Microsoft calls antitrust case too messy for Supreme Court

Washington -- Microsoft Corp. today urged the U.S. Supreme Court to let the lower U.S. Court of Appeals do the heavy-duty work of clearing the "underbrush" of messy issues in the antitrust case against the software vendor, instead of directly hearing the company's appeal of the breakup order issued last month.

The Supreme Court must decide -- perhaps when its next session begins in October -- whether to take the high-profile appeal or send the case to the appeals court for an initial review. U.S. District Court Judge Thomas Penfield Jackson, who presided over the antitrust trial and ruled that Microsoft be split into two separate companies, last month granted a government request that Microsoft's appeal go directly to the Supreme Court.

But Microsoft opposes the effort to bypass the appeals court, which gave the company a key legal victory in an earlier ruling two years ago. In a statement announcing the filing of today's brief, Microsoft argued that the Supreme Court "would benefit from allowing the normal appellate process to move ahead with an initial review" by the appeals court.

The company's appeal will cite "a vast array of procedural, factual and legal errors committed by the District Court, which makes this case more suitable for the Appeals Court to clear the factual and procedural underbrush of this appeal," said Microsoft spokesman Jim Cullinan.

Indeed, Microsoft's central argument today was that the appeal is too messy for the Supreme Court, which usually takes on cases with one or two big legal issues that need an authoritative resolution. "The sheer number of issues raised by Microsoft's appeal makes this case completely unsuitable for direct appeal [to the Supreme Court]," the filing said.

Microsoft claimed the antitrust case has "a morass of procedural and substantive issues that can be resolved only through a painstaking review of a lengthy and technologically complex trial record" -- the kind of thing that appeals courts usually handle.

"Whatever time, if any, might be saved by immediate review [by the Supreme Court] is outweighed by the benefits . . . of ensuring comprehensive and careful review of the decision" at the appellate court level, the company added.

Hillard Sterling, a lawyer at Gordon & Glickson LLP in Chicago, agreed with Microsoft's argument. "This case has a complex tangle of issues that should be distilled by the D.C. Court of Appeals," Sterling said. For the Supreme Court, the case would be a "house of horrors" if it skips the normal appellate review, he added.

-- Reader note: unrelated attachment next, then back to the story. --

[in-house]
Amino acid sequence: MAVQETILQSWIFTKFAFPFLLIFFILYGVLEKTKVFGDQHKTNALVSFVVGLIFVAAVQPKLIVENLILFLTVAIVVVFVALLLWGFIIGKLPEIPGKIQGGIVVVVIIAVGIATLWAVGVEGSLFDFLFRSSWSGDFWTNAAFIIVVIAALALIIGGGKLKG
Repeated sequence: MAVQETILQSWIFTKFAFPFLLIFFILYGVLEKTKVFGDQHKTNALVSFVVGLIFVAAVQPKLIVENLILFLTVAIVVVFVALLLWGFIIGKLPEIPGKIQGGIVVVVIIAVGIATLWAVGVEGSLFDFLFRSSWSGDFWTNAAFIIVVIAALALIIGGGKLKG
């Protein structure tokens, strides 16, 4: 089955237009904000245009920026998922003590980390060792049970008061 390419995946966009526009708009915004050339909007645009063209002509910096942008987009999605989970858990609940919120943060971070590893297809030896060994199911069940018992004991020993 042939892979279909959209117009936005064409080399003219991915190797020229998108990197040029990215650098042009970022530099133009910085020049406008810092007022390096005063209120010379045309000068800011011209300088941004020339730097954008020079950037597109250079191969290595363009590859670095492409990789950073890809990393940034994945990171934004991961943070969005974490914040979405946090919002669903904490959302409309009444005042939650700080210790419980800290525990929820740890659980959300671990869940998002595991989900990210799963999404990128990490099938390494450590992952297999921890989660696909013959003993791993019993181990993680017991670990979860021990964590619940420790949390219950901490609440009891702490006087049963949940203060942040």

Washington antitrust attorney Joe Sims said it's hard to predict exactly what the Supreme Court will do because there's no precedent that can easily be applied. But he added that he doubts the justices will agree to hear the case without first sending it to the appeals court, which could clarify the issues that the high court needs to consider.

The Supreme Court justices "want a docket that is limited, focused and narrow," Sims said. "They've been reducing their caseload for years." In addition, he noted, they like to have cases with a reasonably clear set of facts that have been sorted out by a lower-level appellate court.

The Washington-based appeals court already has said it's willing to hear Microsoft's appeal expeditiously with a seven-judge panel instead of the usual group of three judges. That means the appeal would likely be decided more quickly than normal because neither Microsoft nor the government would be able to seek a rehearing by the full appeals court (see story).

The appeals court previously ruled that the courts shouldn't interfere in Microsoft's efforts to bundle other features, such as its Web browser, into Windows if there's a discernible customer benefit. But Jackson disagreed and ruled that the bundling amounted to illegal "tying" of the browser to the operating system.

Microsoft clearly hopes the Court of Appeals will again overrule Jackson on that point. The appeals court "has already spoken on a central issue in the case -- the standard applicable to claims of technological tying -- and should be given first opportunity to review the district court's decision on that issue," Microsoft said in today's brief.

But the U.S. Department of Justice (DOJ) and 19 states involved in the case have argued that the case should go directly to the Supreme Court in hopes of getting a speedier resolution since the bitter fight between the government and Microsoft inevitably will end up before the high court in any event. In doing so, the government used a procedure under the Expediting Act of 1974 that allows for fast-track reviews of high-profile antitrust cases by the Supreme Court.

The DOJ is scheduled to reply to today's filing by Microsoft on Aug. 15, according to a schedule agreed to by the two sides last month. The company would then have until Aug. 22 to respond to the government's expected argument that a direct review by the Supreme Court is imperative despite the claims made today by Microsoft.

After a two-year trial, Jackson ruled that Microsoft abused its monopoly position in the Windows market to harm competitors. The judge ordered that Microsoft be split into two separate companies -- one for its operating systems, the other for the rest of its software products (see story).

Jackson also imposed a series of restrictions on Microsoft's business conduct as part of his ruling. But -- much to the government's disappointment -- the judge later agreed to put all of the remedies against the company on hold until the appeals process runs its course .

Copyright © 2000 IDG Communications, Inc.

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